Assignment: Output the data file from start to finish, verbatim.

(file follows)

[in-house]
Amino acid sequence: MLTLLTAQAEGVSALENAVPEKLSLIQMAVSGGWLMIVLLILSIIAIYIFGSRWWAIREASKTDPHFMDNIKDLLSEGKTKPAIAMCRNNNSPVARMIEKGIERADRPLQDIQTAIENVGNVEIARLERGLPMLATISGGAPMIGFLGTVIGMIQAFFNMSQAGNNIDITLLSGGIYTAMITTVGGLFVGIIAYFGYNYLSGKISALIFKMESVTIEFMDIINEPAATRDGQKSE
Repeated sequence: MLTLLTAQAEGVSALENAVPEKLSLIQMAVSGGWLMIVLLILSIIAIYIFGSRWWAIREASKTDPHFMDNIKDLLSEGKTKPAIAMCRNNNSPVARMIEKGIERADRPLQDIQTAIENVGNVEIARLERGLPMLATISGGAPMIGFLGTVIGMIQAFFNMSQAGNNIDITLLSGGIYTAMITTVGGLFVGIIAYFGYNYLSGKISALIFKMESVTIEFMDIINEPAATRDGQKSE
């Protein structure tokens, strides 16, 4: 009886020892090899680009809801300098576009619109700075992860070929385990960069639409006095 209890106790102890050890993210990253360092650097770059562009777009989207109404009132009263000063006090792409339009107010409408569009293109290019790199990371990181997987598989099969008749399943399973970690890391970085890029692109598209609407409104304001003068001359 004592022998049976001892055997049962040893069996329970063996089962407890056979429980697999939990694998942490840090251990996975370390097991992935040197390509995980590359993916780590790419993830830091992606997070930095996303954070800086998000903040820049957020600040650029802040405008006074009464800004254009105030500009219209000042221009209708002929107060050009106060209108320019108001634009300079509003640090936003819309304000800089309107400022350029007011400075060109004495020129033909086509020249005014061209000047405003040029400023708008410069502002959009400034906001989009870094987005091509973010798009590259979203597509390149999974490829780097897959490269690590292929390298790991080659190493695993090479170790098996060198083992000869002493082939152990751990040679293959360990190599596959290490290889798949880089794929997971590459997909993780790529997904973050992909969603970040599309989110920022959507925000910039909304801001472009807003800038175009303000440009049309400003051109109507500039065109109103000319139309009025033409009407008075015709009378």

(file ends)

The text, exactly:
[in-house]
Amino acid sequence: MLTLLTAQAEGVSALENAVPEKLSLIQMAVSGGWLMIVLLILSIIAIYIFGSRWWAIREASKTDPHFMDNIKDLLSEGKTKPAIAMCRNNNSPVARMIEKGIERADRPLQDIQTAIENVGNVEIARLERGLPMLATISGGAPMIGFLGTVIGMIQAFFNMSQAGNNIDITLLSGGIYTAMITTVGGLFVGIIAYFGYNYLSGKISALIFKMESVTIEFMDIINEPAATRDGQKSE
Repeated sequence: MLTLLTAQAEGVSALENAVPEKLSLIQMAVSGGWLMIVLLILSIIAIYIFGSRWWAIREASKTDPHFMDNIKDLLSEGKTKPAIAMCRNNNSPVARMIEKGIERADRPLQDIQTAIENVGNVEIARLERGLPMLATISGGAPMIGFLGTVIGMIQAFFNMSQAGNNIDITLLSGGIYTAMITTVGGLFVGIIAYFGYNYLSGKISALIFKMESVTIEFMDIINEPAATRDGQKSE
């Protein structure tokens, strides 16, 4: 009886020892090899680009809801300098576009619109700075992860070929385990960069639409006095 209890106790102890050890993210990253360092650097770059562009777009989207109404009132009263000063006090792409339009107010409408569009293109290019790199990371990181997987598989099969008749399943399973970690890391970085890029692109598209609407409104304001003068001359 004592022998049976001892055997049962040893069996329970063996089962407890056979429980697999939990694998942490840090251990996975370390097991992935040197390509995980590359993916780590790419993830830091992606997070930095996303954070800086998000903040820049957020600040650029802040405008006074009464800004254009105030500009219209000042221009209708002929107060050009106060209108320019108001634009300079509003640090936003819309304000800089309107400022350029007011400075060109004495020129033909086509020249005014061209000047405003040029400023708008410069502002959009400034906001989009870094987005091509973010798009590259979203597509390149999974490829780097897959490269690590292929390298790991080659190493695993090479170790098996060198083992000869002493082939152990751990040679293959360990190599596959290490290889798949880089794929997971590459997909993780790529997904973050992909969603970040599309989110920022959507925000910039909304801001472009807003800038175009303000440009049309400003051109109507500039065109109103000319139309009025033409009407008075015709009378």